There are some well-thought out ideas in this film. (SPOILER ALERT: highlight with mouse to read) The absence of re-runs on 1950's TV. Lorraine thinking Marty's name is Calvin Klein, because that's what's written on his underwear. The mayoral campaigns running in 1955 and 1985 using exactly the same wording, but for different candidates. Even the reaction of a person in 1955 to the idea of a black mayor. Oh, and Marty's reaction to discovering what his mother was really like when she was his age...

    The best part about watching this movie on DVD is that once it's over you can watch it again, or go on to the second film in the trilogy. Yes, now you, too, can go Back to the Feature... (Ed. Ouch)

Don't wish to see plot synopses in the future? Change your configuration.

Transfer Quality


    This DVD has a superb transfer that is very pleasant to watch (and to review!).

    This DVD is presented in an aspect ratio of 1.85:1, and is 16x9 enhanced. Would you expect anything less? Universal have been very good about sticking the the original aspect ratios on their DVDs, and this disc is no exception.

    The picture is sharp and clear and is very pleasant to watch. Close-ups are incredibly detailed - have a look at the skin texture on Christopher Lloyd's neck, for example. Shadow detail is excellent. There is virtually no low-level noise, other than some trivial noise in some of the darker shots of the clock tower, and that is probably minor film grain as a result of filming in dark lighting conditions.

    Colour is very good. It's a tiny bit dull compared to a film of today, but the difference is small, and attributable to the age of the source material. I cannot imagine it ever being better than this. The colours at the Enchantment Under the Sea dance, for example, are rendered beautifully.

    There are no film artefacts - incredible for a movie of this age! There is next to no aliasing. One of the amazing things is the DeLorean - a shiny stainless steel car, and not a trace of aliasing - that's extraordinary. There are a few moments of moire on some of the 1955 fashions (see 54:24, for example), but that's pretty much unavoidable, and it's quite minor. There is also some trivial aliasing on the 1950's microphone at the Enchantment Under The Sea dance, but you have to be really picky to notice this. This is close to a perfect transfer.

    There are three subtitles tracks on this DVD. The first subtitle track is labelled as English, but the subtitles are actually captions - they subtitle sound effects as well. I have yet to watch them all the way through, so I can't report on their accuracy, but they look easy to read. The second subtitle track is subtitling for the Audio Commentary track and the third is a Trivia Track.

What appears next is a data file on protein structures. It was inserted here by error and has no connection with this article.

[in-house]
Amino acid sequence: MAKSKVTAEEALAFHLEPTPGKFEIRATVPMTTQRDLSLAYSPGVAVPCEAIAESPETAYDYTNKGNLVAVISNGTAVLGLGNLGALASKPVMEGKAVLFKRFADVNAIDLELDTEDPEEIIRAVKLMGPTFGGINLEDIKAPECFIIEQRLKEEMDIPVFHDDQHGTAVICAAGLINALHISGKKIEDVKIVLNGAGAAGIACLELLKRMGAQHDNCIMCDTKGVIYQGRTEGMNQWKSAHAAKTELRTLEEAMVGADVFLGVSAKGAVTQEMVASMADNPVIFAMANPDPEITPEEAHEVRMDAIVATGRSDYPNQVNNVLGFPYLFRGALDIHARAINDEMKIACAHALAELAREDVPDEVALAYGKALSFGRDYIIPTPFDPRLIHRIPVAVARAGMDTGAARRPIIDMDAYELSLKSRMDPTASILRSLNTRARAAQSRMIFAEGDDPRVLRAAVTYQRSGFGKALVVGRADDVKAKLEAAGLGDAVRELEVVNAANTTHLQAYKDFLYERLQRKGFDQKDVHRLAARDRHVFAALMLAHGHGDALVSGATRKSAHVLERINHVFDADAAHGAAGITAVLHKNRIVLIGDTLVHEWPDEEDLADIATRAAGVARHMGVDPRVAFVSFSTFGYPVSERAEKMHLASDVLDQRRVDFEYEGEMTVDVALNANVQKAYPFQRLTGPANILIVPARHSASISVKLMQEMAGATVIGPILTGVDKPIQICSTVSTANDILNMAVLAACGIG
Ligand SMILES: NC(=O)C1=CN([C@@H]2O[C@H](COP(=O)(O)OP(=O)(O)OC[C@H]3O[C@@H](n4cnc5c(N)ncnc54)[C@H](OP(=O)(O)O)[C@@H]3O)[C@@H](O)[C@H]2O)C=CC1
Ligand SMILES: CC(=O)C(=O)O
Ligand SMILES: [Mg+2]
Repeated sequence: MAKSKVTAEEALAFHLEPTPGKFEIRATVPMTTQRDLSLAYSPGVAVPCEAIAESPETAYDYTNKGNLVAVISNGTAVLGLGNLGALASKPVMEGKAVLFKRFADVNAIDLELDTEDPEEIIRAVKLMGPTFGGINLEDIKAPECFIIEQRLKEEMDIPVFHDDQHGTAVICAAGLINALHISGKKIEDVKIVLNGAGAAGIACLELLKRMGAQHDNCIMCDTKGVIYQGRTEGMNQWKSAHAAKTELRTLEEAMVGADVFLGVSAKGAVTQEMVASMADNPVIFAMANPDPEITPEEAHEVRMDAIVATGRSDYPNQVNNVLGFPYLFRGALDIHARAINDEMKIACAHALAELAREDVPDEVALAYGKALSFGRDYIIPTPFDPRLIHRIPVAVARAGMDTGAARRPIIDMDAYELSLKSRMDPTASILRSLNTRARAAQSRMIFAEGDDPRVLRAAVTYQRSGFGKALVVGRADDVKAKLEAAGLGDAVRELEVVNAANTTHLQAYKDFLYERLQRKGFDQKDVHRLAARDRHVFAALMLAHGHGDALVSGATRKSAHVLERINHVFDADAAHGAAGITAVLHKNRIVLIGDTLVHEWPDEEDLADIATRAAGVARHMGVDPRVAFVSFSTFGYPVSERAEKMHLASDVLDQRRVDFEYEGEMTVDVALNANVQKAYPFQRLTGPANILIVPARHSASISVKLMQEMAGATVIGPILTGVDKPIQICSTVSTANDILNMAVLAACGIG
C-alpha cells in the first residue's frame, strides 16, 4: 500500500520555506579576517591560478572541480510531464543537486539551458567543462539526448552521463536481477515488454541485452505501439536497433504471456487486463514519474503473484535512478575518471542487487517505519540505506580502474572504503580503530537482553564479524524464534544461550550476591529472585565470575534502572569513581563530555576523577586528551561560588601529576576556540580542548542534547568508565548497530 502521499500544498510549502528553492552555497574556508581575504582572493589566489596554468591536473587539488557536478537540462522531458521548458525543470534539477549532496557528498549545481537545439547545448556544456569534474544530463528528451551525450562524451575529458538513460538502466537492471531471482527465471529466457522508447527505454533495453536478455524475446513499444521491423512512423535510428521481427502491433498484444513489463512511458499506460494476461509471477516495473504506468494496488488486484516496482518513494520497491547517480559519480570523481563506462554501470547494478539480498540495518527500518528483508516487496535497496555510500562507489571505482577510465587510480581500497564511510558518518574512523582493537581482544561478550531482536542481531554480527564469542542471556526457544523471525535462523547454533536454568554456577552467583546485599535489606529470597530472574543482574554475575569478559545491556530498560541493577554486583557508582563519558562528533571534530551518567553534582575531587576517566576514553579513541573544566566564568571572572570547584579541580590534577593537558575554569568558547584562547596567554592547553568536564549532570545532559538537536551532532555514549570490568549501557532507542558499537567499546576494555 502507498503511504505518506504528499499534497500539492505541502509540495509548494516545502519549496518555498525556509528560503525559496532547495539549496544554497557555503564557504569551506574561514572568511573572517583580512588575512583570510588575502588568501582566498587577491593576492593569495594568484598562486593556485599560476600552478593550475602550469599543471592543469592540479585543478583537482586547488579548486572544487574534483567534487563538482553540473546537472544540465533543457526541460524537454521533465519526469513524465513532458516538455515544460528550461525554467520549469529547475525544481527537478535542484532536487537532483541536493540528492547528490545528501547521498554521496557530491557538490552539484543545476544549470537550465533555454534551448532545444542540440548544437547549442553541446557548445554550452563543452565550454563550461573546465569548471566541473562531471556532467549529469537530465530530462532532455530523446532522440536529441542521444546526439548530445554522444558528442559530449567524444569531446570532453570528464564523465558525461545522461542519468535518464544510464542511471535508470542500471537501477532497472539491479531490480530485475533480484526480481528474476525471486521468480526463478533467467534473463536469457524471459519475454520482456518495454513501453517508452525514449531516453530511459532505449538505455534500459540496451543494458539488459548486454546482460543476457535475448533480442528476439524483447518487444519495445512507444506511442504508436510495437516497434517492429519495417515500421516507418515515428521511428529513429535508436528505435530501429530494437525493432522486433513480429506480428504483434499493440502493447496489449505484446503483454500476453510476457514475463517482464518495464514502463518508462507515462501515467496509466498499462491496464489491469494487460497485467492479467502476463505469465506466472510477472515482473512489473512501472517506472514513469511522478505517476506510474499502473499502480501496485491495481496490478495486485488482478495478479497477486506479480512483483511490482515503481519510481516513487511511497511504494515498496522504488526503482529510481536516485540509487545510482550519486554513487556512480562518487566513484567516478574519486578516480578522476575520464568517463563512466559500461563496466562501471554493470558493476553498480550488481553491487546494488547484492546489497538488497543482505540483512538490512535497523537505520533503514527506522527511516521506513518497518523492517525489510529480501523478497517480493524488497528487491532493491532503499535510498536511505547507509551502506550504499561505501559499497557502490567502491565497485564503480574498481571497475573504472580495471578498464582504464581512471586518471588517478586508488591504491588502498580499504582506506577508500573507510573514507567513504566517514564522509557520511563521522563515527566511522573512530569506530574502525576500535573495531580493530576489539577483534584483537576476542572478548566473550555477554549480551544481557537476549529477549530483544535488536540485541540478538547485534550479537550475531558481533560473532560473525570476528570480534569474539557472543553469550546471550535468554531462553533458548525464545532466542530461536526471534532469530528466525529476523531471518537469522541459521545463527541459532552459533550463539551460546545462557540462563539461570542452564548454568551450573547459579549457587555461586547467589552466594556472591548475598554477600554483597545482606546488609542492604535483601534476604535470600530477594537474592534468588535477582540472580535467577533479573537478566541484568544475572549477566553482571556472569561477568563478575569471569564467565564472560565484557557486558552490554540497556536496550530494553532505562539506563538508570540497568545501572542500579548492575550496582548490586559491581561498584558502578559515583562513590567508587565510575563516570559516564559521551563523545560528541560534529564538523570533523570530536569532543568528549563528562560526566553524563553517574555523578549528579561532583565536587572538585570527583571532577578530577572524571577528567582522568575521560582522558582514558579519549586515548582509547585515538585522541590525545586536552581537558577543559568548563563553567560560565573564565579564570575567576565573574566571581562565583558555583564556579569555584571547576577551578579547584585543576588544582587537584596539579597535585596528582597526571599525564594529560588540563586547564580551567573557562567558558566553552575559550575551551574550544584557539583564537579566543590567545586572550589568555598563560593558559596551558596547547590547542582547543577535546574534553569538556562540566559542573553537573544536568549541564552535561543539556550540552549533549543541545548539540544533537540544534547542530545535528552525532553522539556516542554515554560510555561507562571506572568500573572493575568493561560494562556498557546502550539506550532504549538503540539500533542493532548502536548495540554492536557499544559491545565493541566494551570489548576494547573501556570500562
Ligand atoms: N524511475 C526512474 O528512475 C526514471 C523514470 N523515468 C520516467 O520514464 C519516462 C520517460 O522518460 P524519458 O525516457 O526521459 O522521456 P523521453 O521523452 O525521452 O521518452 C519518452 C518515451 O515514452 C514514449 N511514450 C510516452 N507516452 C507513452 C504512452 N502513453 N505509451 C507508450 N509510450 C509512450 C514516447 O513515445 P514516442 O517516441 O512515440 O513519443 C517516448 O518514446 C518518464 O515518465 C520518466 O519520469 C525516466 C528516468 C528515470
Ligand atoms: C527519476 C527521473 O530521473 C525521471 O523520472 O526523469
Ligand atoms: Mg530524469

The disc is single sided (with a nice picture label), and RSDL-formatted. The layer change is at 71:24, and it is superb. It is pretty much imperceptible, being hidden in a black scene change.

Video Ratings Summary
Shadow Detail
Film-To-Video Artefacts
Film Artefacts


    There are three soundtracks on this DVD, all in English. The audio commentary is provided in English Dolby Digital 2.0, not surround encoded. The other two are the soundtrack to the movie, provided in Dolby Digital 5.1 and dts 5.1. The credits at the end of the film say the film was originally released in Dolby Stereo (indicating that the transfer was probably from a 35mm print, because the 70mm prints were released with a 4.1 or 5.1 soundtrack), so there may have been some minor remixing to separate the rear channels at least.

    I have listened to both the dts and the Dolby Digital soundtracks. I'd like to be able to say that I could tell the difference, but I can't. Oh, maybe the Dolby Digital sounds a squidgin (this is a technical term, meaning an amount too small to be measured easily) "thinner" - a little lacking in very fine detail - but I could be imagining it. If you have a dts decoder, I recommend you use it (after all, there aren't that many DVDs you can use it on), but if you only have Dolby Digital, be comforted in the thought that you are not missing much, if anything.

    The dialogue is always clear and easily understood. There are no audio sync problems. (I must admit that I hate it every time Doc Brown says "jiggawatt" - the word is "gigawatt", with two hard Gs - but that hardly qualifies as an audio problem.) One correspondent has pointed out that there is a fraction of a second where Lea Thompson manages to deliver a line with her mouth closed, but that's clearly an issue in the source material, rather than a mastering flaw.